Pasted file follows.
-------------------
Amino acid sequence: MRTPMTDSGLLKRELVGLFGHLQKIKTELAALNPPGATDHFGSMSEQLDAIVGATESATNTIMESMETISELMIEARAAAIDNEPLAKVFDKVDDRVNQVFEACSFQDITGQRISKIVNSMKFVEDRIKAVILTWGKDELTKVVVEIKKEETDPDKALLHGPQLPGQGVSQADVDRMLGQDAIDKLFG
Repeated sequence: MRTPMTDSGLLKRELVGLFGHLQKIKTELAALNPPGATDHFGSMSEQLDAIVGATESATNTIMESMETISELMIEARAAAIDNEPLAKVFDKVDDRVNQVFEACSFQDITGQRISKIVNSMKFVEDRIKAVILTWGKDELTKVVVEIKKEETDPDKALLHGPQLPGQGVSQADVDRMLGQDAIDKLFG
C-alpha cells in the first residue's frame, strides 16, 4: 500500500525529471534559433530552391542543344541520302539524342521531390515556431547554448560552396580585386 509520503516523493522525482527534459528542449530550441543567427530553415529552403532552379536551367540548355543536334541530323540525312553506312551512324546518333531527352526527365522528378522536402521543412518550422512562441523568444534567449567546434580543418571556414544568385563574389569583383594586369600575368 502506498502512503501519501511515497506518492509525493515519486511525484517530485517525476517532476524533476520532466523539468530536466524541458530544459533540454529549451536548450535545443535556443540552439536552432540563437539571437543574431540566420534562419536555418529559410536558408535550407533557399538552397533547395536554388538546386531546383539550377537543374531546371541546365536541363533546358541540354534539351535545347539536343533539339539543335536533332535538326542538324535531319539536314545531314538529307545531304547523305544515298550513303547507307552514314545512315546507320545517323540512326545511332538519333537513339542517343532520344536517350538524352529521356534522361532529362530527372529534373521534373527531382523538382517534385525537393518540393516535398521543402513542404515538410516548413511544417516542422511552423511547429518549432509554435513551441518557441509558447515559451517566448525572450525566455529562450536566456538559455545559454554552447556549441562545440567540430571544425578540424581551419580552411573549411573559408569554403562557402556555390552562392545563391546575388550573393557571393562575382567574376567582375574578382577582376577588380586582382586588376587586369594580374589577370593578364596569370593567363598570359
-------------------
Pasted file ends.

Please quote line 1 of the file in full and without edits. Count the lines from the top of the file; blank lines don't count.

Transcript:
Amino acid sequence: MRTPMTDSGLLKRELVGLFGHLQKIKTELAALNPPGATDHFGSMSEQLDAIVGATESATNTIMESMETISELMIEARAAAIDNEPLAKVFDKVDDRVNQVFEACSFQDITGQRISKIVNSMKFVEDRIKAVILTWGKDELTKVVVEIKKEETDPDKALLHGPQLPGQGVSQADVDRMLGQDAIDKLFG